Gov. Perry responds to Texas secession discussion

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by JONATHAN BETZ

WFAA

Posted on November 14, 2012 at 11:50 AM

Updated Wednesday, Nov 14 at 12:40 PM

DALLAS – An online petition calling for Texas to secede from the United States is gaining support. More than 80,000 people have signed the petition since it was uploaded to the White House's website Friday by an Arlington man.

“Given that the state of Texas maintains a balanced budget and is the 15th largest economy in the world,” the petition reads, “it is practically feasible for Texas to withdraw from the Union.”
 
The petition sparked intense reaction online and triggered a response from Texas Gov. Rick Perry, who hinted in 2009 that Texas could seek independence. On Tuesday, he backed off the idea of secession.
 
“People are free to do whatever people want to do,” Perry said at a news conference in Austin.  “We’ve got a great country.”
 
Yet he also offered a warning to other states.
 
“California needs to be a stronger state,” he continued, adding he’ll be meeting soon with other Republican governors. “I never pass up an opportunity to challenge them to catch up with Texas on the job creation front and also give them fair warning: I’m going to be coming into their state and asking businesses to relocate into the State of Texas.”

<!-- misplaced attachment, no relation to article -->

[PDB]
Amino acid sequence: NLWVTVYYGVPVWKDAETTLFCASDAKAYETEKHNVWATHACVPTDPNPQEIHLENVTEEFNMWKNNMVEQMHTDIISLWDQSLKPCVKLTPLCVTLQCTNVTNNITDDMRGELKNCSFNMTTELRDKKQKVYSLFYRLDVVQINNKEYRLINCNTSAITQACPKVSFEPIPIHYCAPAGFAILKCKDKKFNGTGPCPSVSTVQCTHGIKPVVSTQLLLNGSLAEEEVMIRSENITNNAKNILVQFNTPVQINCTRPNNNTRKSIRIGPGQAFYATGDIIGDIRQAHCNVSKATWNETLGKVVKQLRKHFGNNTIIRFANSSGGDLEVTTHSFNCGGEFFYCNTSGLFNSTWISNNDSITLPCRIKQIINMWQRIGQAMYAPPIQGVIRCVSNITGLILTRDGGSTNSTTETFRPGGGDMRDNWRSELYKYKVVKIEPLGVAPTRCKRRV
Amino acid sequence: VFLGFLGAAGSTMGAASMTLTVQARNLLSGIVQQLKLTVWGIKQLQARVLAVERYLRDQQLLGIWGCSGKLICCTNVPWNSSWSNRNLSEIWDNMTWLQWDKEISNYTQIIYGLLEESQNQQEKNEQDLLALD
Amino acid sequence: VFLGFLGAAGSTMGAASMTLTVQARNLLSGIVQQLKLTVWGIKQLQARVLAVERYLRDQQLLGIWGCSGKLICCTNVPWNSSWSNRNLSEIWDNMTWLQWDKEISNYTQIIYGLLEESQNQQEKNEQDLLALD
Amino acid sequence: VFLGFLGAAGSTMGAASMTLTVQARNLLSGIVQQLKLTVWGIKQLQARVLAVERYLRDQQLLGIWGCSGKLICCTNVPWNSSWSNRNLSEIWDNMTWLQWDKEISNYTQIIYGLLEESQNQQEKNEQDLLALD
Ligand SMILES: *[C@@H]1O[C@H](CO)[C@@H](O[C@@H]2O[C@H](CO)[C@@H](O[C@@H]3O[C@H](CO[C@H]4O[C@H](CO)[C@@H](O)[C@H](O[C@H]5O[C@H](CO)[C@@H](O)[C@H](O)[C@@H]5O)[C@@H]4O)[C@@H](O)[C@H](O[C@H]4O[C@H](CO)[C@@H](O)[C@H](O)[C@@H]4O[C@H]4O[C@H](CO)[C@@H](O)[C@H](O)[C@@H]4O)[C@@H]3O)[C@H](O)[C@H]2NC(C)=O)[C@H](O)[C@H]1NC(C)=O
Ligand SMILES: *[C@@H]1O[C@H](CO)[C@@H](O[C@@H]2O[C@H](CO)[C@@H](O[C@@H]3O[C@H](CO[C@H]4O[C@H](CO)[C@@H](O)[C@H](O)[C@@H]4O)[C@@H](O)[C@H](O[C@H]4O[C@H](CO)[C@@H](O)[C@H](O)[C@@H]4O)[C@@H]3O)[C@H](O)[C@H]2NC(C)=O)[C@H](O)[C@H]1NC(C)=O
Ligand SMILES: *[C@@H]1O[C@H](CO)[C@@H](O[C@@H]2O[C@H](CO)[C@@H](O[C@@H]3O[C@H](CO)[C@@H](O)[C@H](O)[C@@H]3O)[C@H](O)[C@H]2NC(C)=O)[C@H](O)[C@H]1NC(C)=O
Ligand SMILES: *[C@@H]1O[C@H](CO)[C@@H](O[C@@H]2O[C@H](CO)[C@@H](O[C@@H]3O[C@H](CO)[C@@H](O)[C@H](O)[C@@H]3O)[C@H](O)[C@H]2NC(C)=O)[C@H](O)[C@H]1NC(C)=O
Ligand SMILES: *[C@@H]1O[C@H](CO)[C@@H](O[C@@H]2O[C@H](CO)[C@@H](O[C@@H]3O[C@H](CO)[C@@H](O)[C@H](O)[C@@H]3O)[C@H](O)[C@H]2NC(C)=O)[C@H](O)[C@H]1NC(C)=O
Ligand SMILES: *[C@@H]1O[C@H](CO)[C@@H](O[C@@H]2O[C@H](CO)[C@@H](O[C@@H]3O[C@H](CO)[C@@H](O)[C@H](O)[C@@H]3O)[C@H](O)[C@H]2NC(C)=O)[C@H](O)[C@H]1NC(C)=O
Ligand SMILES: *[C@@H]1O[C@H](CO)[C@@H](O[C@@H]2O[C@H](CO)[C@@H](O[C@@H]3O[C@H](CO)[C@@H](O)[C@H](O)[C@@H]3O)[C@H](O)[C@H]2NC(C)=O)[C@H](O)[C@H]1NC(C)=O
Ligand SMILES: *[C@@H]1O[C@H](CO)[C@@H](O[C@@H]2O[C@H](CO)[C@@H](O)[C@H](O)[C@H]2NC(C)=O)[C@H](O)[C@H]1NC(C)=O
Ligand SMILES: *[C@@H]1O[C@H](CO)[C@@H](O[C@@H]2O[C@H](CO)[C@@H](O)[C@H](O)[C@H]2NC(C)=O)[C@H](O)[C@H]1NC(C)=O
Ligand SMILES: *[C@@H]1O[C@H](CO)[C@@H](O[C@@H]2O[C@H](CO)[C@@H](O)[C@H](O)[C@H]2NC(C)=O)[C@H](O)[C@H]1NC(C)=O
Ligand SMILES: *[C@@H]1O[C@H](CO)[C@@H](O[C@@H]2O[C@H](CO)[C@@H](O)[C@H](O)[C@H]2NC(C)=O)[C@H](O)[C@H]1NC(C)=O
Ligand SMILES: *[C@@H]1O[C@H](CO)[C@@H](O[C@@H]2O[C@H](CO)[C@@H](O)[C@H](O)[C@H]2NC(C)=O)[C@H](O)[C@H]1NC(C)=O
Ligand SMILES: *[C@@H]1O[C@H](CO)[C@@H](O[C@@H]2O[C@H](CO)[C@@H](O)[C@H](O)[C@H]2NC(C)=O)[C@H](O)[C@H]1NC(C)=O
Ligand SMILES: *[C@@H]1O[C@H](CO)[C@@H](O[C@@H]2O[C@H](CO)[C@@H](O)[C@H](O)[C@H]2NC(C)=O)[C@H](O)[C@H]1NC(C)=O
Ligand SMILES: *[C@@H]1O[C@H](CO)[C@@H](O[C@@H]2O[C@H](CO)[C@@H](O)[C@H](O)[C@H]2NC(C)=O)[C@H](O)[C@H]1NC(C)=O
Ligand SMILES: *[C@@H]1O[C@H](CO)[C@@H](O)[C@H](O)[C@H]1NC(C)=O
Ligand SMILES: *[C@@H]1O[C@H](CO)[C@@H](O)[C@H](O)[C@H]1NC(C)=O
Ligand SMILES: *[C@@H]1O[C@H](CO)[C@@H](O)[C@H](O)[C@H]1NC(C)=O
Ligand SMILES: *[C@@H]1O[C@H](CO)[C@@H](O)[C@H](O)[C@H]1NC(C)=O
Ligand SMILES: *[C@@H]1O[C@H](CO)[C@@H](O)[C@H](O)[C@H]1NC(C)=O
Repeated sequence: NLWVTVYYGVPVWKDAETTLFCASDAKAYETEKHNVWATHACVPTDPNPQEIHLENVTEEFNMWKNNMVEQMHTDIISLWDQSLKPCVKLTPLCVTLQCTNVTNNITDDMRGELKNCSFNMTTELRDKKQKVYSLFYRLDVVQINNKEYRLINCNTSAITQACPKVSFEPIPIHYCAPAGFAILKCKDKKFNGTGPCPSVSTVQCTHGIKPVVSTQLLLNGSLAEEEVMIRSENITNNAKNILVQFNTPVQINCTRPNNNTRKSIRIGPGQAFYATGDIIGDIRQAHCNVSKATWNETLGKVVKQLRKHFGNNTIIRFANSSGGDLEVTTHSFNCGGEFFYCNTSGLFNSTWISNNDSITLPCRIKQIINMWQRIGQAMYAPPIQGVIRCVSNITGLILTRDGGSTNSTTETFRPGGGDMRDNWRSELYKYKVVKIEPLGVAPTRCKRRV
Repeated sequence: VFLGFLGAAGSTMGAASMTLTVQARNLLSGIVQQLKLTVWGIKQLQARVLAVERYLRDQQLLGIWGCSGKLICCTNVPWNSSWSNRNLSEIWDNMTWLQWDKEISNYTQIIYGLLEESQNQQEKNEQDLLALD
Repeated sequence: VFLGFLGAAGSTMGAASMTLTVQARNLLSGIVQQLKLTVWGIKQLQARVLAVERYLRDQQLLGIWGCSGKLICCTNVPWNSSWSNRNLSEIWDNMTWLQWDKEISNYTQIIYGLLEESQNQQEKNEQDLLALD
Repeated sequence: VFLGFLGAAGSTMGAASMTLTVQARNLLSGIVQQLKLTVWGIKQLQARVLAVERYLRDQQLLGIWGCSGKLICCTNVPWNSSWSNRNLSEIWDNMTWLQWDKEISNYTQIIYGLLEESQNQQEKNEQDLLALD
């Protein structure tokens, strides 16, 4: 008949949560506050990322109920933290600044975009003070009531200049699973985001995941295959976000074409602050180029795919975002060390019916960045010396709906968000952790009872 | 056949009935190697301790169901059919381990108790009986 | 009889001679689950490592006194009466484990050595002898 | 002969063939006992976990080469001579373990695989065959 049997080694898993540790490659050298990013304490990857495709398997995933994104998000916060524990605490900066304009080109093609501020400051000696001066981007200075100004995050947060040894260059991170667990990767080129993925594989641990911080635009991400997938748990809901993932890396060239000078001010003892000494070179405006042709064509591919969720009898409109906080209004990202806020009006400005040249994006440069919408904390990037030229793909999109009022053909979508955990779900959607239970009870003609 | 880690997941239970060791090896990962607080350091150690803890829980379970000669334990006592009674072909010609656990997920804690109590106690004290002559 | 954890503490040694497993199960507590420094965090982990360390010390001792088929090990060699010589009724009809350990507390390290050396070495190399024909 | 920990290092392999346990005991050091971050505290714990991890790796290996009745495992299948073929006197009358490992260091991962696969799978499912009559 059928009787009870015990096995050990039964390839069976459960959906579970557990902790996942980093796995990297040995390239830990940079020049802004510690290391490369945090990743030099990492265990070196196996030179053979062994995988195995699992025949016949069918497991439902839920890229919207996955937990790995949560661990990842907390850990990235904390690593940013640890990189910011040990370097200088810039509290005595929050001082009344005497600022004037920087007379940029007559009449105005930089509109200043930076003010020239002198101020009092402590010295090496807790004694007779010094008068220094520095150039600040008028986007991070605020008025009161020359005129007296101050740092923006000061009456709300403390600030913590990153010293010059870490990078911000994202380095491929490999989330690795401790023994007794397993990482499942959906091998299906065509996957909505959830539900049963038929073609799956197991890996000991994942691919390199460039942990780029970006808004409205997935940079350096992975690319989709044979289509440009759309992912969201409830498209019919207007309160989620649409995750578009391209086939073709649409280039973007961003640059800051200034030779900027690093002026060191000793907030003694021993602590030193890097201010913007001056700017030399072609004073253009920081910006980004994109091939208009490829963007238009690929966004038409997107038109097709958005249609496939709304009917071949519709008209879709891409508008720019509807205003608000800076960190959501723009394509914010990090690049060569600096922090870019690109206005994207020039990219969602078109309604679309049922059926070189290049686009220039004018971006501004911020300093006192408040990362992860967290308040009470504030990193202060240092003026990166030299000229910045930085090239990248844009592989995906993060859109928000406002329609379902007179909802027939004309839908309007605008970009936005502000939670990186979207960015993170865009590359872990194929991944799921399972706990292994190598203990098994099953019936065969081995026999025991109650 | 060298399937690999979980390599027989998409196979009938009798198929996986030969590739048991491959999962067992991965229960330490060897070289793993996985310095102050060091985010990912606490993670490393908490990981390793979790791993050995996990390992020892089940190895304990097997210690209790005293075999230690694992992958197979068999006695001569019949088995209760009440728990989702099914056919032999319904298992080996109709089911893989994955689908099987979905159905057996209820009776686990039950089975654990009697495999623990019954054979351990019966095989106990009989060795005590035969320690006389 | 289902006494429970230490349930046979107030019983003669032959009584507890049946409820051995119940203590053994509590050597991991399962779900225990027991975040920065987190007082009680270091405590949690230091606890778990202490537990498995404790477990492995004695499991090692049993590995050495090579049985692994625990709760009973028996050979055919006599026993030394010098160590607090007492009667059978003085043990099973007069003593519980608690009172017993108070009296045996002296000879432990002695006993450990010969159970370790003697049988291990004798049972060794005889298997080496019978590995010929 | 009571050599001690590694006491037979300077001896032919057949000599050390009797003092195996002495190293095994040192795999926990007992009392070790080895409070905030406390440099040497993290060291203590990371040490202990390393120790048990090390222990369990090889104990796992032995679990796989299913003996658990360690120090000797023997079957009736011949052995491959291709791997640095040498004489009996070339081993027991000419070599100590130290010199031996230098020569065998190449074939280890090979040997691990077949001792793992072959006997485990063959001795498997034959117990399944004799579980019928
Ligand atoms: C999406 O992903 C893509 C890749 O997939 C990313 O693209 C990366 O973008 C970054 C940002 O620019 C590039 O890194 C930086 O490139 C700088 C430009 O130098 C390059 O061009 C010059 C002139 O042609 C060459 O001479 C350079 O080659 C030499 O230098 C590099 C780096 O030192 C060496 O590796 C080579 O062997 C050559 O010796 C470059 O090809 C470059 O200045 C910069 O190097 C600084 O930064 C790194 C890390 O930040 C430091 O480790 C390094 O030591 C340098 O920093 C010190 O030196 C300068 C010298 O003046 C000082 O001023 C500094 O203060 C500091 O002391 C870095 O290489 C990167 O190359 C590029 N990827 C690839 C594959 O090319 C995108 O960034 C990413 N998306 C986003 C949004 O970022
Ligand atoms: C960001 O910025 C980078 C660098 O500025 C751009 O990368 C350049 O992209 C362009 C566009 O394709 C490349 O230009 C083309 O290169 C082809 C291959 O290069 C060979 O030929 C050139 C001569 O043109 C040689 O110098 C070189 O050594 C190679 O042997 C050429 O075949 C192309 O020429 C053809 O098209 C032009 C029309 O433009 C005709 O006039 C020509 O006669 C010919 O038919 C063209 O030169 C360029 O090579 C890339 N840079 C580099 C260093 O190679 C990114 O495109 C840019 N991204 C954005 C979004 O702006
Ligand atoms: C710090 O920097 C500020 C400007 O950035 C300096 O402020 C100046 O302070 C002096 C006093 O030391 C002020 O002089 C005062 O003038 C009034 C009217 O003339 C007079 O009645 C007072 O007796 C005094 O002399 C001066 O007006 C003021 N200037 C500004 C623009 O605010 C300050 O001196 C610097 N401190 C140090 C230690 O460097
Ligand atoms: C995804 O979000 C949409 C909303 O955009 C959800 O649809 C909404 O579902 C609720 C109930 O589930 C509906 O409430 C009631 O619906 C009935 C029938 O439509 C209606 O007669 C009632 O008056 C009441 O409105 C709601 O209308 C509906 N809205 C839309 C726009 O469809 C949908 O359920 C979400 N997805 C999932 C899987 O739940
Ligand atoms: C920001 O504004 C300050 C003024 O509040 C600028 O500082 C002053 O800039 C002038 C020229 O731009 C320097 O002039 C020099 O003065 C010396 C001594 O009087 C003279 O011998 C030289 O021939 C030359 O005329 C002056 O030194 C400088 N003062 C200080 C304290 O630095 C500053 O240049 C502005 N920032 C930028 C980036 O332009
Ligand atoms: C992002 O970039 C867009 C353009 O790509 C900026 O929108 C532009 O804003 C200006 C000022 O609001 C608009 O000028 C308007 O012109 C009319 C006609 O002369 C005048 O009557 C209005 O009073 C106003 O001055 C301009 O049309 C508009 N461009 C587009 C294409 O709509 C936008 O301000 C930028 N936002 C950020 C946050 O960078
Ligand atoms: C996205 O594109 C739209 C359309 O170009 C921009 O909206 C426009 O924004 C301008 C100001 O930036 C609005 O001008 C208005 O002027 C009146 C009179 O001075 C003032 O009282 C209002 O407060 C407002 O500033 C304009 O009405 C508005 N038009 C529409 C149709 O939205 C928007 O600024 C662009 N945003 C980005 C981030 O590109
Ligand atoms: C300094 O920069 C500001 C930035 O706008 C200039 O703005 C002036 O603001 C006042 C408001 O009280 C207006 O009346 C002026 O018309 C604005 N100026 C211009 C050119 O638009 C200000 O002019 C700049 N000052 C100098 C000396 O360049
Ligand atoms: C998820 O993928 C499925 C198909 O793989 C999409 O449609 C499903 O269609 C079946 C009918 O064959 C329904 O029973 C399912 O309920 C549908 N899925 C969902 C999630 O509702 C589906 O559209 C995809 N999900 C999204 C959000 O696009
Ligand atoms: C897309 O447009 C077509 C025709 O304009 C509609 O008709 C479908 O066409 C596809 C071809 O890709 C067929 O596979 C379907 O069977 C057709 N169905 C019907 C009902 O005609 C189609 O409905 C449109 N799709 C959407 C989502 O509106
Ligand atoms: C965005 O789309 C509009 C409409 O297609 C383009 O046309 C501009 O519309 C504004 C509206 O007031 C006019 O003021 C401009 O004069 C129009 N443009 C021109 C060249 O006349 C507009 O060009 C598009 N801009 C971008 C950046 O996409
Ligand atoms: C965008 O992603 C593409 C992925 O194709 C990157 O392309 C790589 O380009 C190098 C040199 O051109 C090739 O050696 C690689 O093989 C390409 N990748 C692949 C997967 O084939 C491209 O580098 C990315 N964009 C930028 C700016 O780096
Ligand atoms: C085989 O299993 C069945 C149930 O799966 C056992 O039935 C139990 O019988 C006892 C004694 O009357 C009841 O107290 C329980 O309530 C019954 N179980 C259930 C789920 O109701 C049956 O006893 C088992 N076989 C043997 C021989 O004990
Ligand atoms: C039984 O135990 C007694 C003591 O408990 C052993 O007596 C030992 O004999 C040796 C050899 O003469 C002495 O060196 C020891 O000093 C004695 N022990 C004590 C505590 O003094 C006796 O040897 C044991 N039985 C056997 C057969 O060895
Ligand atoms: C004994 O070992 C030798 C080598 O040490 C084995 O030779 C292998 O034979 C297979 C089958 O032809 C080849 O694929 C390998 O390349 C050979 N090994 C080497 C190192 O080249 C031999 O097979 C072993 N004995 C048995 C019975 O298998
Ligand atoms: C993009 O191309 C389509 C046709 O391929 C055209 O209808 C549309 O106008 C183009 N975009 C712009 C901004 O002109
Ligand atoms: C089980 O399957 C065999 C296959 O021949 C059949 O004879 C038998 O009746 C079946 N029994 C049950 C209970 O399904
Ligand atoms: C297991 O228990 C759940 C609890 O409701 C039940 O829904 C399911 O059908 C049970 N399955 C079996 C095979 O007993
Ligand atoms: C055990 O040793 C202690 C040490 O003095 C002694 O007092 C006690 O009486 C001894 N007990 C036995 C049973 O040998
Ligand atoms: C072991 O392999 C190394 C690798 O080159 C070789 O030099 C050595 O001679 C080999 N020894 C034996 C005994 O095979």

The president has not yet commented on the petition, and may not.
 
Talk of secession fuels an independence streak that has run deep in Texas since its founding as a separate country.
 
Secessionists like Larry Kilgore have repeatedly run for office and –– at times –– gotten hundreds of thousands of votes. Groups like the Texas Nationalist Movement have been calling for independence for years.
 
“I think the individual and state has more power than the federal government likes to give it credit for,” said Bob Smiley, a Los Angeles-based author who wrote Don’t Mess with Travis, a novel about secession.
 
“I would applaud Texas if it gave it a shot.”
 
Supporters insist Texas could strike on its own; that it has enough money, natural resources and people. Yet critics say even if it was legally possible, it’s not practical.  The state relies on billions to pay for basics ranging from its hospitals to its roads.
 
As recently as 2005 Texas did indeed send Washington more in tax dollars than it has gotten back.  
 
The state’s residents got back 94 cents for every dollar sent to the federal treasury. Yet in recent years, analysts say that’s now reversed. A shaky economy, surge in military spending and a spike in the state’s poverty has created a surge of entitlement spending.  Texas now receives more than it sends to the IRS.
 
“I think the attitude in a lot of the rest of the country now is let them go and don’t let the door hit them on the way,” said Bud Kennedy, a columnist with the Fort Worth Star-Telegram. He worries the talk might actually be damaging the reputation among the state’s conservatives.
 
“This is most dangerous for the Republican party,” he said. “This is not a time when Republicans need to look more extreme;  that didn’t work.”
 

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